Alex Casper American Lung Association Marilyn Melissa
Greek Mythology Sites

Travel with Rick Steves

04:16 min | 3 months ago

Greek Mythology Sites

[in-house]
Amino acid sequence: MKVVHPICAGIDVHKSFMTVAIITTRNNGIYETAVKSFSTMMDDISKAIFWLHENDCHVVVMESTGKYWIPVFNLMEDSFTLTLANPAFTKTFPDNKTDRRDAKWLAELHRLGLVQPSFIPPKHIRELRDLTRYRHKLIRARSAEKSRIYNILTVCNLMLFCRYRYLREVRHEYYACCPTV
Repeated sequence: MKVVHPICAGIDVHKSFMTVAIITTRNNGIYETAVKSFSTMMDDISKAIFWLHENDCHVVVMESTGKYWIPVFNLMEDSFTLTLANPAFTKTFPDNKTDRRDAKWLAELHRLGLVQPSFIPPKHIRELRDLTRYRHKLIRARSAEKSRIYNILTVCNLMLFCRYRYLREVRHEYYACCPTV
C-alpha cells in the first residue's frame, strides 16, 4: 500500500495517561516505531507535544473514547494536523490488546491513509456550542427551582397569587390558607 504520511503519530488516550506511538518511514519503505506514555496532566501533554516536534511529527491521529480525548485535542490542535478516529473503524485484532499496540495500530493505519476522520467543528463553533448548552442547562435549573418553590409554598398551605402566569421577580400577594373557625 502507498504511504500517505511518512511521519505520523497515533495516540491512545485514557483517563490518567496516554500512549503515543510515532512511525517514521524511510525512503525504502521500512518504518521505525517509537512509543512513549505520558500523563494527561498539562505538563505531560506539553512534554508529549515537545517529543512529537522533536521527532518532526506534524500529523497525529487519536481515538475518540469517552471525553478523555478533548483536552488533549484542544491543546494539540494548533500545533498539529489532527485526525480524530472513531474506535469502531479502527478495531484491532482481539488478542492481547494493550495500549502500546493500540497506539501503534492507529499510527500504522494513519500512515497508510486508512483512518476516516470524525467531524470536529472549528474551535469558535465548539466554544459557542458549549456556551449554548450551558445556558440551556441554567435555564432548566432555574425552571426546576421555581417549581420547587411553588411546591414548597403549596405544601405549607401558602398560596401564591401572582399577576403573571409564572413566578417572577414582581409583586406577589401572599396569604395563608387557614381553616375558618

"East and the other one towards the west. They flew around the world and they both met above the site of delfi when zeus all where they met he said. Okay this is the center of the earth so he took these giant stone and throw it there and from that point they say that the naval of the world was created and that was the site of delfi. Now there was an oracle there. Yes so how did that. How did the gods speak to the people at delfi. The story says that the people at that time which is around eight of years before the birth of christ they started seeing their goats going up on the cliffs and then hoping very happy very enthusiastic so the goat started hopping after visiting delfi yup and they followed them and they realized that they were inhaling. This vapes so vapor is coming out of the world out of the earth like a crack in the ground. There's a crack in the ground. And the ideology of managed to discover with geologists the managed to discover rox with signs of specific chemical contents of fumes. That will come okay so they realized that there was something magical. Competent back then signs was not as developed as it is now that they believe that this was a divine sign so everybody is believing. The gods are speaking to the people through a crack in the earth in delfi up in the mountains north west of athens and then how did the people who were in power capitalize on that to take advantage of that delfi became the most important placing the ancient world. Everybody all the kingdoms they would go there in order to find out. They should go to war if they should do. Big public works whatever. They had to decide if they felt. It was a very important decision. They would go there and nas the oracle for advice. So it's going into this mysterious temple and you've got priestesses and robes and crazy things and they really think this is the the oz on earth there would be these young girls that were inside special rooms underneath the temple of apollo and they would inhale vapes and starts talking in a way that no one would understand so they had priest that would decipher. We got to decipher as he wanted to today as a tourist. What do we see in delfi. Philippos see the ruins of the temple of apollo was the treasurer of the athenians. Which is building that the erected in order to commemorate because they took a lot of money. I suppose what's on the to the horse. Yeah so every city stayed with covid tone treasury the athenian you walk up to the temples and the theater and race course and so on and you pass all these temples that were treasuries collecting all that money. it's a fascinating place to check out one of the best sites from ancient greece. This is travel with rick. Steves with johanna wanna costa and phillips kind of cars. We're talking about greek mythology from the travelers point of view. You wanna if you're taking groups around whereas one site that you like to take groups where you really want to understand the greek mythology behind it. There are so many. It's all over the country wherever you were wherever you see mountains plans. Everything has a mess behind it. But there's a part of the peloponnese peninsula which is really unknown to the people come into the country. The heart of the peloponnese. The area called acadia very rich mythology over there. And one of my favorite stories is the story of where the name came from. So there was zeus. Who was a playboy. He was always in love with many women. Herro was his god. His wife hera okiro once fell in love with a beautiful girl. Her name was callisto and She got pregnant and hero found out and she really got mad. So zeus change their woman. Kelly stole to bear an animal and she was wandering around the mountains. The beautiful forest server. Katya she before that i should add. She had a baby and the baby grew up. His name was cass. He became a very good hunter growing into the forest and one day there was a bear right across from where he was so he took out his bow and arrow he was ready to hit the bear. The zoo so what is going to happen was horrible so he immediately changed the boy to a little bear as well